A woman in a black shirt holds up her arm on which there is a tattooed number.

Why some descendants of Holocaust survivors choose to replicate a loved one’s Auschwitz tattoo

Alice Bloch talks about her research with the descendants of Holocaust survivors who have replicated the Auschwitz tattoo.

Listen to a related interview on The World by clicking the audio player above. 

Nearly eight decades on from the liberation of Auschwitz on Jan. 27, 1945, the number of concentration camp prisoners forcibly tattooed, remains, for many, the symbol of the Holocaust. The Nazis murdered 6 million Jews, 1 million of whom died at Auschwitz.

Today, there are ever fewer survivors still alive to bear witness to this genocide. Now, some descendants of Holocaust survivors are replicating the Auschwitz tattoo of their parent or grandparent on their own bodies.

Alice Bloch is a sociologist at the University of Manchester. Her research into forced migration and how intergenerational trauma shapes families led her to watch the 2012 documentary, “Numbered,” in which Auschwitz survivors spoke about living with this tattoo. Among them were some descendants of survivors who had chosen to replicate their parent’s or grandparent’s number on their own bodies. Bloch was intrigued by this potent gesture.

In an ongoing research project, Bloch has been seeking out people who have chosen to have a family member’s Auschwitz number tattooed on themselves.

“As a sociologist, I was really interested in the sort of intersections between the body and memory and how that bore out. How do you memorialize through the body, specifically, what you might term a sort of traumatic tattoo, something that was imposed and forced on an ancestor?”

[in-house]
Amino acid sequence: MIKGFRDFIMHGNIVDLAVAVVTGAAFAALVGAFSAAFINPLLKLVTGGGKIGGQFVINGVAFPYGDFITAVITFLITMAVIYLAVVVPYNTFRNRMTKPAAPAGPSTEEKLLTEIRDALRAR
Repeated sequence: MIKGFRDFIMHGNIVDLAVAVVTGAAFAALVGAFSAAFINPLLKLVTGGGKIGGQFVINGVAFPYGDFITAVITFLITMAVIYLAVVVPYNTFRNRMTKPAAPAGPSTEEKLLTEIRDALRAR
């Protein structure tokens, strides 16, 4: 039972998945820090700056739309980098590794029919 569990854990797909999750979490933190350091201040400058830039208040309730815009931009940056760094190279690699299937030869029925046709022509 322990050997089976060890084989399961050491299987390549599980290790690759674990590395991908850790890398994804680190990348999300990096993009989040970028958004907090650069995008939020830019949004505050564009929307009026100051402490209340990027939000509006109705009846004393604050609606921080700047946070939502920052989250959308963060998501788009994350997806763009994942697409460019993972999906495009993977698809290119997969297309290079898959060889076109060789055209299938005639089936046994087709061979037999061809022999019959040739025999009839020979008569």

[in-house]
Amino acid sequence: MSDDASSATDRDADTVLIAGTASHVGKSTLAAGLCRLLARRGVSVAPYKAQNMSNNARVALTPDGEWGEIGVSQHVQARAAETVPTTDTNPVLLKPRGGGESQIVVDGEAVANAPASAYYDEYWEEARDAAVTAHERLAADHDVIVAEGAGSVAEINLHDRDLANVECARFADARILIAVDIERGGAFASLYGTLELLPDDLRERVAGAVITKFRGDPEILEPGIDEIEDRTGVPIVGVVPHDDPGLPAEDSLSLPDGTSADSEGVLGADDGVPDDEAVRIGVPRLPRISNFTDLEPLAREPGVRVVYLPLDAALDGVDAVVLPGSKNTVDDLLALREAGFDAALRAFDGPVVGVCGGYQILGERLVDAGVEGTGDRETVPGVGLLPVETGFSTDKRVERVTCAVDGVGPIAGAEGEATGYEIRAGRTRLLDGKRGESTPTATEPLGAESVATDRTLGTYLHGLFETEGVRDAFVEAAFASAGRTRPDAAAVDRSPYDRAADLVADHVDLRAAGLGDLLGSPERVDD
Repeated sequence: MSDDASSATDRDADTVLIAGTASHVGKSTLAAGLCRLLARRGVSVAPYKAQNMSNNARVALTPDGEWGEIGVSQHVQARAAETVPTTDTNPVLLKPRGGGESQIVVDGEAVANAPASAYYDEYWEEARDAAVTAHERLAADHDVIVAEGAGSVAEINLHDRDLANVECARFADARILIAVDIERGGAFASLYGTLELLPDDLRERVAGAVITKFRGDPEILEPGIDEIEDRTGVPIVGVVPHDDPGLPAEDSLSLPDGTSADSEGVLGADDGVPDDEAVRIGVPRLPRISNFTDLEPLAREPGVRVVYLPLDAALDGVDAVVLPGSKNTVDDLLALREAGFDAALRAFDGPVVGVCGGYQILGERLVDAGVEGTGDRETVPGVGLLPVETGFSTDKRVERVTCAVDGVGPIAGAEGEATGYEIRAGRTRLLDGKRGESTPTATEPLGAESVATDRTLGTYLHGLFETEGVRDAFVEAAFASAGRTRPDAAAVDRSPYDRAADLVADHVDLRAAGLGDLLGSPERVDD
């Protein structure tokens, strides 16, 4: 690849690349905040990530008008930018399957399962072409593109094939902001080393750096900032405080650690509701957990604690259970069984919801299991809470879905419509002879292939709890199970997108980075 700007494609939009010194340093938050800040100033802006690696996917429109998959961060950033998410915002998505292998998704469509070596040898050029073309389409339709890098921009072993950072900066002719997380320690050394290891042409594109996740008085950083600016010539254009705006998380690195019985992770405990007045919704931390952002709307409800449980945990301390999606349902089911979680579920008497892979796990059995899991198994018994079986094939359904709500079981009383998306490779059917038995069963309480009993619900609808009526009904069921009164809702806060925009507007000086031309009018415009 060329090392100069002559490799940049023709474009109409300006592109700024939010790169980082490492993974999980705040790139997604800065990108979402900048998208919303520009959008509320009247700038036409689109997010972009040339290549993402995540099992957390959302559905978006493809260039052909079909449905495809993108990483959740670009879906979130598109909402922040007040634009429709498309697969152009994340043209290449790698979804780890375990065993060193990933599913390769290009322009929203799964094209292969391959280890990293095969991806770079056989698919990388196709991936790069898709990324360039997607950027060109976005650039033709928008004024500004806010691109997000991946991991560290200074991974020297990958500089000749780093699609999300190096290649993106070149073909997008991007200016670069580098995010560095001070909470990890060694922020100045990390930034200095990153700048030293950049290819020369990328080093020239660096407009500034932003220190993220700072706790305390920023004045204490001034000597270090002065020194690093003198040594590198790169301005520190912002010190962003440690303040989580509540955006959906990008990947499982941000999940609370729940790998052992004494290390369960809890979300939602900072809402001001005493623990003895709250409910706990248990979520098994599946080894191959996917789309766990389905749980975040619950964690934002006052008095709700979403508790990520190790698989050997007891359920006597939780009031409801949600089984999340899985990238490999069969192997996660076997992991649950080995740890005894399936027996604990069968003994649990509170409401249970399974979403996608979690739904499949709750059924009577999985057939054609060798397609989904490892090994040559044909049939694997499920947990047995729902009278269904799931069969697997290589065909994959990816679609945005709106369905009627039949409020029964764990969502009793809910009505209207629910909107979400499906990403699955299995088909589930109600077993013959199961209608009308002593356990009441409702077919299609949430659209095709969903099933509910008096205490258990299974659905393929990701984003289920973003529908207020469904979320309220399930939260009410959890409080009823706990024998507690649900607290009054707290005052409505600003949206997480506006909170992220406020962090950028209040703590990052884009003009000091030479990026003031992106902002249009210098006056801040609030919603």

The people she has interviewed have gone about copying the tattooed number in vastly different ways and for different reasons. But, as two of her interviewees, David Rubin and Orly Weintraub Gilad, tell “The Conversation Weekly,” all find meanings in this act that are as personal as they are universal — and urgent.

These numbers, as Bloch puts it, are a way of communicating family stories and expressing love “when it was impossible to do that through words.” They also speak to the imperative to find new ways to keep the memory of the Holocaust alive as it passes out of living memory.

To find out more about Bloch’s research and hear Rubin and Weintraub Gilad’s stories, listen to the full episode of “The Conversation Weekly” podcast below. You can also read a long read story from The Conversation’s Insights series by Bloch about her research.

Disclosure: Alice Bloch has received funding from British Academy/Leverhulme Trust Small Research grant in partnership with the Department for Business, Energy and Industrial Strategy to support this research.

This article is republished from The Conversation under a Creative Commons license.

The Conversation

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